Creating Pillow Shams & Pillows
Pillow shams are a favorite of mine to create as there are no limits to preference. You can choose darn near any fabric & pillow content you like & create a pillow insert in any size you wish. Now, I don't want to make anything less than 3" as my fingers simply don't comply with the filling & turning of said pillow. I can almost do it if it is a closed seam rag pillow but that is where I draw the line. I've made some pretty small doll house sets for clients & I love doing it for them. But given the choice & as a rule, I'd rather make them larger. Which brings me to today's post.
I wanted to chat about how I make my pillows & why I choose to do them the way I do. If it's a rag pillow, I do the traditional 3 layers (your top fabric, your center whether it be flannel or batting & the backing). Sometimes it's all one color of muslin & sometimes I'll pair up what I have (such as white with off white) as you don't see the inside, so long as they are the same quality. Muslin can run from really cheap & won't hold up through a couple of washes to gorgeous quality & my 15-year-old princess pup is still using her blankies today, quality. IT MATTERS. I can't stress this enough to new sewist. Pay for the good stuff, your clients will thank you.
Onto the seams which we (the raggers of the world) clip to give you your ragging effect. I always clip 1/16th" apart. Now please, don't get out a tape measure & measure each clip. Yes, it varies very slightly but suffice, usually within a 16th. I prefer a ragged, not semi ragged or barely ragged, edge. That means you have to get use to & gain muscle/tendon memory in your hands and wrist & invest in short snip scissors. Also, invest in a pair of fine tip scissors while you're at it. There will be occasions you will need to get into tight spots but only if it's 2 layers or less or you can warp your scissors.
Now, onto close seam pillows or "traditional" style which you can find at any box store, only they are not made like homemade. How you ask? Well, let me share how "I" make my pillow shams. I construct the top like any other pillow, but I quilt my tops to batting (gives it extra loft) and I sew every seam on my pillow top. I believe in 'quality first or don't bother' when I sew. I want a pillow that will hold up to a to some jostling around without fear of falling apart. Not one that I will panic when it's thrown in the wash or the dryer without becoming all discolored or misshaped. I add a backing to my top layer & batting as well, so the batting is protected over time. All three layers are involved in the sewing down of the seams or the quilting in general. I then construct the back using whatever fabrics my eye sees (whether one solid or two different fabrics) to complete the project. Whether I use a patterned fabric or a muslin, all backing parts have two layers. I always add a muslin (which you won't see) to pattern fabrics as well as muslin. I find the two layers help pillows to last far longer from being put under stress.
Joining the back to front. I overcast all my edge seams twice. I don't not currently own a serger, so I carefully cut & clean up my edges before overcasting. This is not required but I find it adds strength to the outside seams & it offers a cleaner nonfraying edge. That is not to say you won't have random threads, you will & to expect there be none would be unrealistic. It happens. Period. However, overcasting cuts down on this dramatically. I also double stitch a straight seam at 1/2". I reinforce the areas which are put under stress during the turning or stuffing of your insert into the sham. Just because I'm a nervous Nilly & don't want to give my shams any reason to fail.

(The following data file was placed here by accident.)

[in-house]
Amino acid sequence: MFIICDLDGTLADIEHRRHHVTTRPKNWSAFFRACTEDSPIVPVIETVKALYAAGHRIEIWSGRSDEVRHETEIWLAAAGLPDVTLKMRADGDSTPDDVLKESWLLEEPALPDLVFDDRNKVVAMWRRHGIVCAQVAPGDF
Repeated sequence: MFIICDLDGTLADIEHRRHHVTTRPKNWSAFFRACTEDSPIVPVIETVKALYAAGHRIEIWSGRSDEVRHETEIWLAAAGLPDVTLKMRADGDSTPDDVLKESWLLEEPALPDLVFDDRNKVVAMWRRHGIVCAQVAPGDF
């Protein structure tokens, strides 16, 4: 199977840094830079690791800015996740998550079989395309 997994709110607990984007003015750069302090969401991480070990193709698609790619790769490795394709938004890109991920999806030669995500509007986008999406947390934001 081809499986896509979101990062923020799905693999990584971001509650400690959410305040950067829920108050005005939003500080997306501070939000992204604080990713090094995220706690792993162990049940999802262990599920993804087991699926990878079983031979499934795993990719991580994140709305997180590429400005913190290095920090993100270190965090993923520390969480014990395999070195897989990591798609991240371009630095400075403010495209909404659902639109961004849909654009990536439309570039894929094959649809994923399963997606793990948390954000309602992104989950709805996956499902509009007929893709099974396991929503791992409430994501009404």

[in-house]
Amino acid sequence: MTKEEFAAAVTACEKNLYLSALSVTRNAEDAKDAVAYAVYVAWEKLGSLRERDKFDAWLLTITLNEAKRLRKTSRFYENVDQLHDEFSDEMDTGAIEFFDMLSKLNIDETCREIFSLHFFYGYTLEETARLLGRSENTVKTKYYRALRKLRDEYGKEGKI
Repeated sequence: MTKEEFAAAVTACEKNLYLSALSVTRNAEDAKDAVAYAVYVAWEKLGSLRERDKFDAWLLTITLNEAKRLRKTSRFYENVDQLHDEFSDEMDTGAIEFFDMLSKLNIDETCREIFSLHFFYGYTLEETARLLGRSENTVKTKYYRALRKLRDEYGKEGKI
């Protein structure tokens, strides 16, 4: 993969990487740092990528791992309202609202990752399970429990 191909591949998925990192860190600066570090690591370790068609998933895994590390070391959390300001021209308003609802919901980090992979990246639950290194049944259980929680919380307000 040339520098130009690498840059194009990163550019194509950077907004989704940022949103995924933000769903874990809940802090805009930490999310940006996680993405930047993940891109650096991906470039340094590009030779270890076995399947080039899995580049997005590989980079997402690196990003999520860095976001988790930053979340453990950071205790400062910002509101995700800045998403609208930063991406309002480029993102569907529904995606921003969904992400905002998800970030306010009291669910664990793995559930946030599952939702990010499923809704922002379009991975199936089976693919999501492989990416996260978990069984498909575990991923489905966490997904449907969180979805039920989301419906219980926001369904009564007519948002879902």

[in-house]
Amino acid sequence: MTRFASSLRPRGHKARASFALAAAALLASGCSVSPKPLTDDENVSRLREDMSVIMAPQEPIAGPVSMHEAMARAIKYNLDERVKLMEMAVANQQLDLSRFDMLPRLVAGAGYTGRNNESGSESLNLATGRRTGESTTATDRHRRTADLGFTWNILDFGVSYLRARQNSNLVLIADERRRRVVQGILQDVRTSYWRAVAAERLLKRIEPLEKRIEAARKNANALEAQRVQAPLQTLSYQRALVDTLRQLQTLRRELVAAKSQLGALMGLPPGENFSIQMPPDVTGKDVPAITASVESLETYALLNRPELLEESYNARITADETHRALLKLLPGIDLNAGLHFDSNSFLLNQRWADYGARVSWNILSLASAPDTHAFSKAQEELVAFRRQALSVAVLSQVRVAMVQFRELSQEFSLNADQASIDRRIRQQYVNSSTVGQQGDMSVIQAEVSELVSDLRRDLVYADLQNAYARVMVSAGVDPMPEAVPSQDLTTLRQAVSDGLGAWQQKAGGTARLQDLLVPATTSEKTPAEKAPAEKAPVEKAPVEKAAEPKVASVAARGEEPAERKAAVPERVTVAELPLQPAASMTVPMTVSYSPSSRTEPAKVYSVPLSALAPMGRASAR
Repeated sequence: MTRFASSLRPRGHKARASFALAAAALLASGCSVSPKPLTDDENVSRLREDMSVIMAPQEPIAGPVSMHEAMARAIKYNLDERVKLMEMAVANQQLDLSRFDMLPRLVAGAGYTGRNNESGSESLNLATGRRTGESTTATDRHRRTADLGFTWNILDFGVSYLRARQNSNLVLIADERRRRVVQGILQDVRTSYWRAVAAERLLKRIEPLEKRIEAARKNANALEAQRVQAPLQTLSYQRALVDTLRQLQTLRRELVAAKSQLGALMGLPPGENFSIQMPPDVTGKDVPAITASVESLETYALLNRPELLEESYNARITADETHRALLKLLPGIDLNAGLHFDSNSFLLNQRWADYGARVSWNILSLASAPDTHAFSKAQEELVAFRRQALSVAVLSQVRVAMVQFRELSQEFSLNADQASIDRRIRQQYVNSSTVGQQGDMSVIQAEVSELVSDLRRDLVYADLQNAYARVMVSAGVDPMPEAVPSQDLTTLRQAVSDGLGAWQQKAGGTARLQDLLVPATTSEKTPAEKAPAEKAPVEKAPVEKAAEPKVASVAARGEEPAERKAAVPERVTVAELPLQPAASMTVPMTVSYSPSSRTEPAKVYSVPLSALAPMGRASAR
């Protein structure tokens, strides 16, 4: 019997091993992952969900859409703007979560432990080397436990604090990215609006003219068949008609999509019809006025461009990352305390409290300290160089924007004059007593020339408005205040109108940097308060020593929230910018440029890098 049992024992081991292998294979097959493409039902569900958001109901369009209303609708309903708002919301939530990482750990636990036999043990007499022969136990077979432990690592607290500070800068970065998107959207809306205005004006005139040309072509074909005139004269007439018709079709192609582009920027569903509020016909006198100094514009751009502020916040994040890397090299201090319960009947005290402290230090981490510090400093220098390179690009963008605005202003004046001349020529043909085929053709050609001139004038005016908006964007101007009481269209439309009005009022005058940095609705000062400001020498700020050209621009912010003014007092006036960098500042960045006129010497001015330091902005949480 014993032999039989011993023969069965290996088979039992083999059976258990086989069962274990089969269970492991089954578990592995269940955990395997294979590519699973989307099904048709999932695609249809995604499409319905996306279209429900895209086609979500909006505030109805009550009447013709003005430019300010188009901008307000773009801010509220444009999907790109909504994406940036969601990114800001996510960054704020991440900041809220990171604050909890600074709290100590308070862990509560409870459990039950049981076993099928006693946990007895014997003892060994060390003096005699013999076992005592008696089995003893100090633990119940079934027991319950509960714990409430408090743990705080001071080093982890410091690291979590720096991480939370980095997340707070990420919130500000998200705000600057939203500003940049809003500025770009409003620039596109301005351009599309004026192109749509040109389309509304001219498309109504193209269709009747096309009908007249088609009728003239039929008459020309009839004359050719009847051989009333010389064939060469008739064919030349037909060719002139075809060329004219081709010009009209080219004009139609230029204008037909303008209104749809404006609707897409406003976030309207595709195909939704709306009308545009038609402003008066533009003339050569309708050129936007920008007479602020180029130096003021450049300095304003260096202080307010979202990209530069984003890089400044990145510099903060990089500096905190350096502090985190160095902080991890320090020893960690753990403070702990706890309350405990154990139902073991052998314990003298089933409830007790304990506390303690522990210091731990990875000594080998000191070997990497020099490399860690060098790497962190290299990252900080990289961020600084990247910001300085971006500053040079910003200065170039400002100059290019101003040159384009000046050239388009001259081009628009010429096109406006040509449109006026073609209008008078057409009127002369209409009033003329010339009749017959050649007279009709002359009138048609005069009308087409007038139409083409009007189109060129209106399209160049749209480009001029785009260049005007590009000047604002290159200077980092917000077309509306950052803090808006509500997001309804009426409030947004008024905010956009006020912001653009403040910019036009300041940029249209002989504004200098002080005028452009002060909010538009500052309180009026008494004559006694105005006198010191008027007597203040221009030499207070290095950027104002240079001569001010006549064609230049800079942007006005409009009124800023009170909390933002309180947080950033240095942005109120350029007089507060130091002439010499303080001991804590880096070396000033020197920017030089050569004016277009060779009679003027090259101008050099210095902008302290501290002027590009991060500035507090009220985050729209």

Inserts: I generally use down like polyfill or poly fiber inserts I purchase from another company. On occasion, I will create my own insert for custom size pillows. When I create them, they always have double layered muslin & finely shredded polyfil stuffing. I also offer Buckwheat Hull Pillows for those of us with neck issues & shoulder tension. Hulls generally draw the price upwards as they are costly. However, they also last for years & years.
All shams are made envelope style unless stated otherwise (sometimes it's requested to make end tie cases/shams). ALL of my shams are laundered prior to listing & selling. I want the client to know how their pillow sham is going to look when they launder at home. No surprises. I've heard so many comments over 20 years how they purchase something from another place of purchase (pillow or rag quilt) that doesn't look the same when they launder at home & how disappointed they are after the fact. I believe in full disclosure & 'what you see is what you get'. It's probably why I do most of my business through 'custom' orders than I do hard sales. I'm grateful either way but that is testimony coming back to me. I love it.
All of 4 of these pillows are SOLD. Thank you Ms. J!
Before I store your product, I run a delinter over everything. I then check everything for quality control if you will. It's the last time I can eyeball a product before the last step which is, everything goes into plastic zip or tied bags. (A freak accident & many tears' years ago taught me to protect my product at all costs once complete). Larger pillows get air compressed for mailing to save us all on shipping cost. I take every measure from choosing fabric, batting & threads all the way to choosing new & clean plastic bags in various sizes to accommodate your product, seriously. My pillows are made to hold up & look nice.